Tom Boonen has added his voice to the number of riders publicly commenting on Chris Froome's salbutamol case. The Belgian suggested that despite recording twice the legal dose allowed of salbutamol, "it doesn't let you win the Vuelta or the Tour de France".
Froome returned an adverse analytical finding for salbutamol during the 2017 Vuelta a Espana, a race he won overall, with a resolution of his case yet to be finalised. The Briton made his 2018 racing debut earlier in the month at the Ruta del Sol. Speaking at the Spanish race, Froome thanked his fellow riders for their support. Belgian's Tim Wellens and Oliver Naesen though were critical of Froome's presence in the race. A number of other riders have also expressed for a quick resolution to the case.
Speaking to Sporza in Kortrijk over the 'opening weekend' in his first outing in his new official role with Lotto Soudal, Boonen explained the Froome situation is 'not good for anything'.
"Everybody has an opinion on Froome. Everybody was waiting for something to happen. Then this happens. It's a small incident, really, I think but I haven't been following it closely," Boonen told Sporza. "You can say what you want but it doesn't let you win the Vuelta or the Tour de France. They were all waiting for a stick to beat. Sky was the team with a certain image and that creates envy. Then this came. It's a road without an end. It's not good for anything."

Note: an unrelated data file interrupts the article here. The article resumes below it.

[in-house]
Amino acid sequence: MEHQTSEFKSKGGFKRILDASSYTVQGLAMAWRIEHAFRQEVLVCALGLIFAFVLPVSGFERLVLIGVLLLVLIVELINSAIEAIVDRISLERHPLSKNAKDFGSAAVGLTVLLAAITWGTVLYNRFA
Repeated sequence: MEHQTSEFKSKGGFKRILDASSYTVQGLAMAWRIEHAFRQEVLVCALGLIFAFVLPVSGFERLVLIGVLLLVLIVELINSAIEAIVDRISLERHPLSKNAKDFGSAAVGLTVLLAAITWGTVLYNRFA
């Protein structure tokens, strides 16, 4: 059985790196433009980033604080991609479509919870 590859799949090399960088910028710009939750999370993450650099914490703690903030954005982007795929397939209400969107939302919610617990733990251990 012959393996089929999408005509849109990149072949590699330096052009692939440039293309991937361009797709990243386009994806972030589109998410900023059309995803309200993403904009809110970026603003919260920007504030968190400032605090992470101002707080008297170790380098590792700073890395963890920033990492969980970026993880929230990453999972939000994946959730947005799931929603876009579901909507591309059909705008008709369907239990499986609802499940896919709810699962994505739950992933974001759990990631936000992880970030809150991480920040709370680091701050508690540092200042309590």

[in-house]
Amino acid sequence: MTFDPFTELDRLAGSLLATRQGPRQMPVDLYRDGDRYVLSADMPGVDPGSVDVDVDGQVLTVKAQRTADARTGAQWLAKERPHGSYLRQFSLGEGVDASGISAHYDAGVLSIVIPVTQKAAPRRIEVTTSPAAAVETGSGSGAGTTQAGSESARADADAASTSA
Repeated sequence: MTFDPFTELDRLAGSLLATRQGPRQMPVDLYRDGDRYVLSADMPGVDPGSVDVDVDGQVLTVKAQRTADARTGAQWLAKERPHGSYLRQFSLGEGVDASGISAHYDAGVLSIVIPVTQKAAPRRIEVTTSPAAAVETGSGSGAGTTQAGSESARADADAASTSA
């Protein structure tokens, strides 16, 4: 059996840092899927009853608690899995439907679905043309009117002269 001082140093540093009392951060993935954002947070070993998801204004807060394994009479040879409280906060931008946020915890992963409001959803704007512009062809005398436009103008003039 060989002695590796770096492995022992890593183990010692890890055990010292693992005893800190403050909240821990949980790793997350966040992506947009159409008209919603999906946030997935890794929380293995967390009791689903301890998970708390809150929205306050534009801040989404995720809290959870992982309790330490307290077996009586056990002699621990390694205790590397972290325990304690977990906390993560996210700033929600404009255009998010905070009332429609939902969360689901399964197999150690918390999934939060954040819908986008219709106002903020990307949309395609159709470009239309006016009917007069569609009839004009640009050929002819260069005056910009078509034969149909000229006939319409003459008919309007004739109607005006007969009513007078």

During the interview with Sporza, Boonen was also asked about his one-time teammate Lance Armstrong in the 2002 season on U.S. Postal Service. Armstrong has been invited as a guest by the Tour of Flanders, a race he rode three times in his career.
Asked his thoughts of the organisers inviting Armstrong, Boonen said it was "unnecessary" to have the American attend.
"He certainly has his spot in cycling. He's in the history books, be it good or bad," he added. "Just like other riders who are in the books - I'm not naming them - but they're in there. He's in there and you can't erase that. I don't think it's up to the Ronde van Vlaanderen to bring Lance over and put him on a podium and in a car.
"To me, he's served his time. He's probably been punished more than all the others, who probably deserved a punishment too but that was probably due to his personality. I don't think it's up to the Ronde van Vlaanderen to be on the forefront to integrate Armstrong back into the cycling world."